Like him or not, Bonds had super year

ON BASEBALL

October 07, 2001|By Peter Schmuck | Peter Schmuck,SUN STAFF

Barry Bonds has been the picture of decorum during the final days of his pursuit of the single-season home run record, deferring to reigning home run king Mark McGwire at every opportunity and insisting that his individual achievements not detract from the greater purpose of helping the San Francisco Giants reach the playoffs.

No one bought it, of course. It will take more than a few well-chosen words at his finest hour to change an image that he has created - quite willingly - over a 17-year professional baseball career.

Barry is always going to be about Barry, but that shouldn't stop anyone from cheering for him during his greatest season, or creating any pretext for devaluing his - or McGwire's - home run heroics.

The season he has fashioned is nothing short of incredible. The home run total is amazing enough, but reaching 72 (or more) homers in a season in which he also shattered Babe Ruth's all-time record for walks leaves little room to question the validity of his accomplishment.

Somehow, he proved that it's still possible to hit home runs even when nobody wants to pitch to you.

The Houston Astros tried to dodge him for three games after he hit No. 69 against the San Diego Padres last weekend. Their overt attempts to avoid him at times bordered on the ridiculous, but Bonds managed to find that one high fastball that he could drive downtown.

The baseball world may regret that the better-loved McGwire no longer stands at the top of the home run heap, but let's face it: The degree of difficulty for Bonds' performance was far greater than McGwire's in 1998, if only because McGwire raised the bar so much higher after breaking Roger Maris' record.

McGwire didn't have anyone walking him during the final days of the season. In fact, the Montreal Expos took such a devil-may-care attitude toward Big Mac on the final weekend that he hit five home runs in the last three games of the season to distance himself from friendly rival Sammy Sosa.

In Houston, Bonds was reduced to waiting for that odd at-bat in which the weight of the pennant race wasn't riding on the outcome. He is right to look out for his teammates, because he wouldn't have been able to tie the record if they hadn't blown out the Astros on Thursday night and made his final at-bat meaningless in the context of the pennant stretch.

The Astros ended up with the worst of both worlds. They lost all three games of a crucial series - largely because they were preoccupied with preventing Bonds from going deep - then gave up a historic home run, anyway.

The Dodgers, who had a lot less to lose, went right after Bonds and allowed record-breaking home runs in his first two at-bats on Friday night. But they ended up winning the game, anyway.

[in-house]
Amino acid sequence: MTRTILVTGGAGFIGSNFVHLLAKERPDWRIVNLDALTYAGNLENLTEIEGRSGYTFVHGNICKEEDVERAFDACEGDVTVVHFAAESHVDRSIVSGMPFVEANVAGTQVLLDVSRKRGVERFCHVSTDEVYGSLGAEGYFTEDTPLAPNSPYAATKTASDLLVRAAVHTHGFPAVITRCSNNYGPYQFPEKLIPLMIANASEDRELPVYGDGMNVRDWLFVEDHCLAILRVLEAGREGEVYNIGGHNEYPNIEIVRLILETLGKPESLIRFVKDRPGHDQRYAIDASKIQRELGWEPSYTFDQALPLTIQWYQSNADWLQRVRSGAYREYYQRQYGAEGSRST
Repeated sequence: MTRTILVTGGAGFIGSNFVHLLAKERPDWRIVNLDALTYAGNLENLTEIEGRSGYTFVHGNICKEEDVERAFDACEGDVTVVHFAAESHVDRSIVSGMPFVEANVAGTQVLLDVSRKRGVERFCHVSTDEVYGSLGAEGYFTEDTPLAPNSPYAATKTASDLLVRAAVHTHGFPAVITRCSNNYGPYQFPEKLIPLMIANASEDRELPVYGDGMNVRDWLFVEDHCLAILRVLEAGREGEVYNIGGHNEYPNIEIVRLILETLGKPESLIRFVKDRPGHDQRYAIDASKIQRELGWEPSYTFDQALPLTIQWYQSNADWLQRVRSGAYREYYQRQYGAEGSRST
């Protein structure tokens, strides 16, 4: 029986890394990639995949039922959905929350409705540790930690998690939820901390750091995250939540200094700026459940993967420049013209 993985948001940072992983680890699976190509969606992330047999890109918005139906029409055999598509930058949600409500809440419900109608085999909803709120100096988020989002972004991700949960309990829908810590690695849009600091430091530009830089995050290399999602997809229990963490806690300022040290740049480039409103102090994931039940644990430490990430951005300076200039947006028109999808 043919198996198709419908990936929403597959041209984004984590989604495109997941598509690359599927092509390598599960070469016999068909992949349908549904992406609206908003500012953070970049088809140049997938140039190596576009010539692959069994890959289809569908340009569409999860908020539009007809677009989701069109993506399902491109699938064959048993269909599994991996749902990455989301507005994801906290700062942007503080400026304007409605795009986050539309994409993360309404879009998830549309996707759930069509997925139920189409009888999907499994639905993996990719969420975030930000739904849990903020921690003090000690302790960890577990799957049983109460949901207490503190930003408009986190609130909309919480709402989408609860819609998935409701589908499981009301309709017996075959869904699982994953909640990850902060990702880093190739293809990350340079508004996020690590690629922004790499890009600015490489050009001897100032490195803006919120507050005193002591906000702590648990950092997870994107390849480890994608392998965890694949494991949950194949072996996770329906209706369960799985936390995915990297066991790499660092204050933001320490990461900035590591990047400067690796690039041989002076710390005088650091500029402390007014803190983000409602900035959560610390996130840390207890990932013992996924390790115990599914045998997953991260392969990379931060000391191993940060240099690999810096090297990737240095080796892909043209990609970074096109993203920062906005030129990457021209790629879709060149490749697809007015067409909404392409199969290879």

Bonds hit the record-tying and record-breaking homers so far that they each should have counted twice, but he already has guaranteed himself a fourth National League Most Valuable Player trophy and a place among the four or five best players of all time.

This is one time when he could be forgiven for tooting his own horn, but he has handled himself with conspicuous humility. Whether it's authentic or not, he deserves credit for the effort.

MVP not in the Cards

Bonds seems like a slam dunk to be the MVP, but it is not as if there are no other candidates. Arizona Diamondbacks outfielder Luis Gonzalez has had an incredible all-around season for a team that has stood atop the NL West for most of the second half, and league RBI leader Sosa has hit 60-plus home runs for an unprecedented third time.

There's even a solid case to be made for the St. Louis Cardinals' Albert Pujols, but he'll have to settle for Rookie of the Year.

The Cardinals would have been in real trouble if Pujols had not emerged as one of the top run-producers in the game. McGwire's frequent absences could have created a huge offensive void, but Pujols filled it with a magnificent all-around performance that established him as one of the pivotal players in the NL pennant race.

Tough decision in AL

It won't be nearly so easy to fill out the MVP ballot in the American League, where the Seattle Mariners have two legitimate candidates to go with last year's winner (Oakland's Jason Giambi) and, perhaps, Cleveland Indians outfielder Juan Gonzalez.

Ichiro Suzuki clearly has been the Mariners' catalyst from the start, which should garner him some first-place votes. Teammate Bret Boone has been the run-production machine that has driven the club's winning chemistry.

Who should it be? My vote goes to Boone, with Suzuki showing up among the top three names of the 10-slot ballot.

Boone entered the weekend with a .333 batting average, 116 runs, 35 home runs and 137 RBIs. Suzuki leads the league with 240 hits, a .351 average and 55 stolen bases. He clearly set the wheels in motion for Seattle's amazing season.

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